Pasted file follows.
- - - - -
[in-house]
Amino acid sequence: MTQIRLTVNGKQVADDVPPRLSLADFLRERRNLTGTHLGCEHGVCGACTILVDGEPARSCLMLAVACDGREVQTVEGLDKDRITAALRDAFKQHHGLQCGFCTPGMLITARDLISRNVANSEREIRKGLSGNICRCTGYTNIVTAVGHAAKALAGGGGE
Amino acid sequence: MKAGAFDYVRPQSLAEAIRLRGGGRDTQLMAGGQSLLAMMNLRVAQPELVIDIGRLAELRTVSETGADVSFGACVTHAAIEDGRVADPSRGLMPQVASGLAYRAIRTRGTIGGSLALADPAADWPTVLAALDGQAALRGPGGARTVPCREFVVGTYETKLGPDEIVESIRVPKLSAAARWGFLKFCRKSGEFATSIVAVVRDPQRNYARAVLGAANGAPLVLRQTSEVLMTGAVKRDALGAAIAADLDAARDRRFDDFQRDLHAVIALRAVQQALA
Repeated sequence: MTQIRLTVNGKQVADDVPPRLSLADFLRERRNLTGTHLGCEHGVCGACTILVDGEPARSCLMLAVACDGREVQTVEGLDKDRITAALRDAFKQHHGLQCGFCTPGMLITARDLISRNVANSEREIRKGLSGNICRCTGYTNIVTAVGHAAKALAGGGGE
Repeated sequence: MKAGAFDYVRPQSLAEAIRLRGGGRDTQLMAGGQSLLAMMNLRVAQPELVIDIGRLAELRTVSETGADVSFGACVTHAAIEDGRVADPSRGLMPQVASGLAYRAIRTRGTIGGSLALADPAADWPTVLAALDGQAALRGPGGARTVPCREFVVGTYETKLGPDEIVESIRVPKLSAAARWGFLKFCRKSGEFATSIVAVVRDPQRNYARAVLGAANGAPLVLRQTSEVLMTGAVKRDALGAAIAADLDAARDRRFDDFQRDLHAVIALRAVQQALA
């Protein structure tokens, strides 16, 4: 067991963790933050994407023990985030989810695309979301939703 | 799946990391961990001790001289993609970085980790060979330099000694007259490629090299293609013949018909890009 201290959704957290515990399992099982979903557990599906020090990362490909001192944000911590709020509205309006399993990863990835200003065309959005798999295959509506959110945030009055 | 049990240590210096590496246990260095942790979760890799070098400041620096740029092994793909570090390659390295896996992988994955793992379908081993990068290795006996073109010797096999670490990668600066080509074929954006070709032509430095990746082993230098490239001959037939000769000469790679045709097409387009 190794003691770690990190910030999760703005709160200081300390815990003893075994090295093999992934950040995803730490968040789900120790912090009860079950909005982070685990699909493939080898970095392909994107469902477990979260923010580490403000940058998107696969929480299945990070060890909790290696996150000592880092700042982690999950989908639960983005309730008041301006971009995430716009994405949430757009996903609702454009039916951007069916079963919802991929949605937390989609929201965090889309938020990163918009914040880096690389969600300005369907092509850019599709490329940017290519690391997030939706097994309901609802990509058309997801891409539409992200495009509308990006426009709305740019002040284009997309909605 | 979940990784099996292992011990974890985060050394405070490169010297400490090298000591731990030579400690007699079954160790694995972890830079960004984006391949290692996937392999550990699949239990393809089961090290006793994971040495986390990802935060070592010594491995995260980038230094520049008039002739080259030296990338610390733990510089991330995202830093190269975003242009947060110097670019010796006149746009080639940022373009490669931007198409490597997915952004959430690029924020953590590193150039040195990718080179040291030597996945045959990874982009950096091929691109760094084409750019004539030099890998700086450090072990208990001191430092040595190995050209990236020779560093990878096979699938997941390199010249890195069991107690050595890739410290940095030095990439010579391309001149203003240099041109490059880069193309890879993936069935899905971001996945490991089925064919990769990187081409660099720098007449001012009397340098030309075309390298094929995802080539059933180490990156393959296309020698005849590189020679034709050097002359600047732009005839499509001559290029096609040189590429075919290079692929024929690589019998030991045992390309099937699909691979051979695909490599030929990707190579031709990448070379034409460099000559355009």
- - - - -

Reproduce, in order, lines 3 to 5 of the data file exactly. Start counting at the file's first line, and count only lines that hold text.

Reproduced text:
Amino acid sequence: MKAGAFDYVRPQSLAEAIRLRGGGRDTQLMAGGQSLLAMMNLRVAQPELVIDIGRLAELRTVSETGADVSFGACVTHAAIEDGRVADPSRGLMPQVASGLAYRAIRTRGTIGGSLALADPAADWPTVLAALDGQAALRGPGGARTVPCREFVVGTYETKLGPDEIVESIRVPKLSAAARWGFLKFCRKSGEFATSIVAVVRDPQRNYARAVLGAANGAPLVLRQTSEVLMTGAVKRDALGAAIAADLDAARDRRFDDFQRDLHAVIALRAVQQALA
Repeated sequence: MTQIRLTVNGKQVADDVPPRLSLADFLRERRNLTGTHLGCEHGVCGACTILVDGEPARSCLMLAVACDGREVQTVEGLDKDRITAALRDAFKQHHGLQCGFCTPGMLITARDLISRNVANSEREIRKGLSGNICRCTGYTNIVTAVGHAAKALAGGGGE
Repeated sequence: MKAGAFDYVRPQSLAEAIRLRGGGRDTQLMAGGQSLLAMMNLRVAQPELVIDIGRLAELRTVSETGADVSFGACVTHAAIEDGRVADPSRGLMPQVASGLAYRAIRTRGTIGGSLALADPAADWPTVLAALDGQAALRGPGGARTVPCREFVVGTYETKLGPDEIVESIRVPKLSAAARWGFLKFCRKSGEFATSIVAVVRDPQRNYARAVLGAANGAPLVLRQTSEVLMTGAVKRDALGAAIAADLDAARDRRFDDFQRDLHAVIALRAVQQALA